In another attempt to promote global warming activism, CBS This Morning journalists on Thursday warned viewers that climate change could lead to the end of snow and skiing. Co-host Charlie Rose informed viewers that "the author of a controversial book believes winter sports could be doomed." [MP3 audio here.]
Yet, if there was much "controversy" in the notions pushed by writer Porter Fox, they hardly made it onto the CBS segment. Instead, reporter Don Dahler tossed this softball to Fox: "If thousands of scientists agree that this is happening why are there elements who resist it so much?" The author of "Deep: The Story of Skiing and the Future of Snow," responded by lecturing, "I think there's a long history of doubting science when it goes against the grain of what you want to happen."
The only skepticism in the segment came when Dahler talked to Tyler Fairbank, the CEO of Jiminy Peak Mountain Resort in Massachusetts. On the subject of climate change and snow melt, he reasoned, "I know we're certainly not seeing the kinds of patterns and data that suggest the sky is falling."
Rose began the segment by connecting the just-completed Sochi winter Olympics. The host insisted that they "suffered some of the most extreme weather of any winter games." Rose specifically pointed out this included "temperatures in the 60s."
Yet, as the Media Research Center's Sean Long noted, this shouldn't be that shocking. In a previous report, "CBS’s Mark Phillips described [Sochi] as 'a subtropical corner of Russia where it never snows down on the coast and where the mountain snow base can vary dramatically from year to year.'"
A transcript of the February 27 segment is below:
CHARLIE ROSE: The Sochi Olympics suffered some of the most extreme weather of any winter games. Athletes faced fog, rain and temperatures in the 60s. Research predicts that could become the new reality at ski resorts around the world. As Don Dahler reports, the author of a controversial book believes winter sports could be doomed.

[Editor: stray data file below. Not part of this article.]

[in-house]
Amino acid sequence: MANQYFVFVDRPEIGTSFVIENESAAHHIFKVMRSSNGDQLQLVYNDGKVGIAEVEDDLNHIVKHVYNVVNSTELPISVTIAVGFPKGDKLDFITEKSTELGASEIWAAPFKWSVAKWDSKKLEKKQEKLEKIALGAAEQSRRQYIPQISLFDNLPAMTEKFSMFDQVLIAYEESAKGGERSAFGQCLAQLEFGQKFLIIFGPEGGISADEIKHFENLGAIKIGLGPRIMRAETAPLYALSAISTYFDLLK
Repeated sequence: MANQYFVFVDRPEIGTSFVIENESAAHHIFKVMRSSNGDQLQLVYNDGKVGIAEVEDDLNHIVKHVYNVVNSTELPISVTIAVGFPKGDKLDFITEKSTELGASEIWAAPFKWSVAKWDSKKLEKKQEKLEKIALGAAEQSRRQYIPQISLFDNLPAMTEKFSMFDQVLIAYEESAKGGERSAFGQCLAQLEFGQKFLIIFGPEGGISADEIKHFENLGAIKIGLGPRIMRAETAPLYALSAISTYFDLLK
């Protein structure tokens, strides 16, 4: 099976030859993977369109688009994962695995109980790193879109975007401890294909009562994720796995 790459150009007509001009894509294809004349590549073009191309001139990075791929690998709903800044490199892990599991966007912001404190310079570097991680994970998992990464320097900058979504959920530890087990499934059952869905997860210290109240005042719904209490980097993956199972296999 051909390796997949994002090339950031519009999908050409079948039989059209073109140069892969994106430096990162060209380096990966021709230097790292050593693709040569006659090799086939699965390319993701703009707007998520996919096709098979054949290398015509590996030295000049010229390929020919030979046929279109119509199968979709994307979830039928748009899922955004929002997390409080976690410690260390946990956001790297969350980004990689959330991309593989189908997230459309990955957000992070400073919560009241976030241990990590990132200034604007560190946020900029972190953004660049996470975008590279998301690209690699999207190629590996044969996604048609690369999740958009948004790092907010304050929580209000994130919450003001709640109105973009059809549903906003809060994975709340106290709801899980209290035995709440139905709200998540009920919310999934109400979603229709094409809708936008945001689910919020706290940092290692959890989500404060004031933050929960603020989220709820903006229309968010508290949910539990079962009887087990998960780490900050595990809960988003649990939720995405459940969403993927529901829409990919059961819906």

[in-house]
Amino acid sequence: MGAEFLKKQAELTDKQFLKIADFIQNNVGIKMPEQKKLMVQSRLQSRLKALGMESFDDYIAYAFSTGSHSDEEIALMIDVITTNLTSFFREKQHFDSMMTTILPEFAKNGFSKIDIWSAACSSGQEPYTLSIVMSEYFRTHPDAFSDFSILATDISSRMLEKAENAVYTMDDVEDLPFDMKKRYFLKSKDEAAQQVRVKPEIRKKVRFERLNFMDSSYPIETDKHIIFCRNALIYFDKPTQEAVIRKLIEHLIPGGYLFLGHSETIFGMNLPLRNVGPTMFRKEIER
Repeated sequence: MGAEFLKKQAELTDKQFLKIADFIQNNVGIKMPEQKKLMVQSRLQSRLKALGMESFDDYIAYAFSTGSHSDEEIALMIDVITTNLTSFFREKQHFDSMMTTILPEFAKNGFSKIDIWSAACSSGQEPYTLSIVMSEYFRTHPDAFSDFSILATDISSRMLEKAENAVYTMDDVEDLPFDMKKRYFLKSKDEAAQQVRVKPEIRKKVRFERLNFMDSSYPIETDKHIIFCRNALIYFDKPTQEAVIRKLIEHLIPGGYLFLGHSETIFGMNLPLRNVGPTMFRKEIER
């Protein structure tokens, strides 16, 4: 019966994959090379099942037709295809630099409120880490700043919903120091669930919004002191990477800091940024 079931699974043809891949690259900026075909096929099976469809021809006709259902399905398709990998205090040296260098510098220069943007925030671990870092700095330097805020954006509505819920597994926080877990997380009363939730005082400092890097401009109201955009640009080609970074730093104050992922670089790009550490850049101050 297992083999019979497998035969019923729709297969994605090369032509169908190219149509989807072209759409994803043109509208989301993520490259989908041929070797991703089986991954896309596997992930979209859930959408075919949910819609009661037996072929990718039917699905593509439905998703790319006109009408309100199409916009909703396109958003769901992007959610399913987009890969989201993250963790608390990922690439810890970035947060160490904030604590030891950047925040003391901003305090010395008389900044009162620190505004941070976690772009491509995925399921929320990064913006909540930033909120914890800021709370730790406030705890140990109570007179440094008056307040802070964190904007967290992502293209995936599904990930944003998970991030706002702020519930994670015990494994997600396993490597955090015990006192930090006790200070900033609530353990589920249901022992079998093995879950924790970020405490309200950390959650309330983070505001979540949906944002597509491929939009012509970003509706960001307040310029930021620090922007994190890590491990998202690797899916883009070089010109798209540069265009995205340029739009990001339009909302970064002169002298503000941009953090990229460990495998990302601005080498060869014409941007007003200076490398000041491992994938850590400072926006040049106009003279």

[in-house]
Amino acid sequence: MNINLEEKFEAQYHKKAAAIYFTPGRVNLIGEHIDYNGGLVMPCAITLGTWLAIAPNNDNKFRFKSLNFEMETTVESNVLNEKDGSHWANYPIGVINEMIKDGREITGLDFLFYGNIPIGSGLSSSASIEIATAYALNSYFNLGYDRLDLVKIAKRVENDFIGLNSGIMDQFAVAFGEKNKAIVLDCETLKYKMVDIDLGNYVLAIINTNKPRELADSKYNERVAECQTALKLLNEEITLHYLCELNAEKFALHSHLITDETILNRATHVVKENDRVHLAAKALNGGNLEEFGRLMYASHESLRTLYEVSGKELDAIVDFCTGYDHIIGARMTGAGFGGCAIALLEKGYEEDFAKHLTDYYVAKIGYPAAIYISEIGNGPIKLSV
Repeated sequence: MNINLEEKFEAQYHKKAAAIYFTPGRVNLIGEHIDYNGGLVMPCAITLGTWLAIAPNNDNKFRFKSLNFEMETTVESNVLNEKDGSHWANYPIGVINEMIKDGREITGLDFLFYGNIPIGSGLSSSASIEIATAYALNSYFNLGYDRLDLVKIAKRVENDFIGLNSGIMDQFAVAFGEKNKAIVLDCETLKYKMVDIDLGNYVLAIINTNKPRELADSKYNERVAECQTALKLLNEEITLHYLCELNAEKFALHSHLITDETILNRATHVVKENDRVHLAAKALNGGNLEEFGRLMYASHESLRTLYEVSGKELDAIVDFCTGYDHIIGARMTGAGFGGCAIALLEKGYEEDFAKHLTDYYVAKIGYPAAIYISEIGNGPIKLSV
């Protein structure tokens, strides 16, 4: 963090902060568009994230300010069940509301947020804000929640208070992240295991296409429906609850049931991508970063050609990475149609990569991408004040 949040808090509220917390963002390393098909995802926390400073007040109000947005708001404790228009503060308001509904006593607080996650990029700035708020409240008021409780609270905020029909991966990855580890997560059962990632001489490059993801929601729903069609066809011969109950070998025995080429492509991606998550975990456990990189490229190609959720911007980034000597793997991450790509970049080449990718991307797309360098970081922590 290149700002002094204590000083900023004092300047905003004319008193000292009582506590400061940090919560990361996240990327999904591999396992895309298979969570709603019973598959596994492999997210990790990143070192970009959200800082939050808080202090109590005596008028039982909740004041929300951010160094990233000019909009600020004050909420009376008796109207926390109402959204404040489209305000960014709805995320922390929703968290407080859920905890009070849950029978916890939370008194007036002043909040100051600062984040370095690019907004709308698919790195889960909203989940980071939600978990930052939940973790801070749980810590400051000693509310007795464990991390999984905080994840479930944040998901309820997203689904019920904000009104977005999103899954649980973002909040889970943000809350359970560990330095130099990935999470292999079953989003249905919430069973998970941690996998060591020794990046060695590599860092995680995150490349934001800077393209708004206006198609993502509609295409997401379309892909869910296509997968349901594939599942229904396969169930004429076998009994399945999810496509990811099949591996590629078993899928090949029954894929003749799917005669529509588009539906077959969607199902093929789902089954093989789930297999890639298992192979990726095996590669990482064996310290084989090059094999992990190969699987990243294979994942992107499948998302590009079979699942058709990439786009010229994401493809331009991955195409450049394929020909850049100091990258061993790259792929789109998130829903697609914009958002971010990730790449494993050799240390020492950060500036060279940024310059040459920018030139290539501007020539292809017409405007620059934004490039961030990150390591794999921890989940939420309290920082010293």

DON DAHLER: Porter Fox loves to ski. He's been shushing down slopes since he was two. The features editor of Powder magazine has skied on five continents and says everywhere he's traveled there has been less and less snow.
PORTER FOX (Powder magazine writer and editor): We've lost a million square miles of snow cover in the spring in the last 47 years.
DAHLER: Fox's book about skiing and the future of snow includes studies on how it's vanishing throughout North America, Europe and Asia. He cites climatologists who say that will decimate the ski industry.
FOX: Half of the 103 resorts in the north east likely will not be able to stay open and that's in the next 30 years, which is pretty shocking. That's where I grew up skiing.
DAHLER: According to the National Oceanic and Atmospheric Administration snow cover on land in June in the northern hemisphere has been decreasing at a rate of nearly 20 percent per decade since 1979. The loss of the snow pack is more than just a risk for the ski industry. It could impact every person in this country, whether they ski or not.
FOX: It's a very unique form of water storage and around the world a billion people depend on snow melt for their fresh water supply.
DAHLER: Fox believes the impact of change on the ski industry is like a canary in the coal mine.
FOX: It's just the beginning of what people are beginning to see as visible climate change.
DAHLER: Jiminy Peak mountain resort in Massachusetts offsets the lack of natural snow by making almost 90 percent of it themselves. The cost of snow making prompted the resort to build this four million dollar wind turbine. Tyler Fairbank is CEO.
TYLER FAIRBANK: It was something no one has ever done before and it's been an absolute home run for us.
DAHLER: Lower electric bills allows Fairbank to be more optimistic about the resort's future.
FAIRBANK: We're in a constant state of climate change. I don't know if we're seeing – I know we're certainly not seeing the kinds of patterns and data that suggest the sky is falling.
FOX: I wish he was right, I really do. I would tend to believe the thousands of scientists disagree with that opinion.
DAHLER: If thousands of scientists agree that this is happening why are there elements who resist it so much?
FOX: I think there's a long history of doubting science when it goes against the grain of what you want to happen.
DAHLER: Fox says if we start reducing carbon emissions now, the loss of snow can be slowed down. But he's not optimistic.
FOX: Glaciers in Europe, Alpine glaciers, they've lost half of their volume in the last 150 years. It's disappearing very quickly. There's a chain reaction that happens when snow disappears that's really devastating to everyone living down stream.
DAHLER: And for the future of skiers. For CBS This Morning, Don Dahler, CBS News, Hancock, Massachusetts.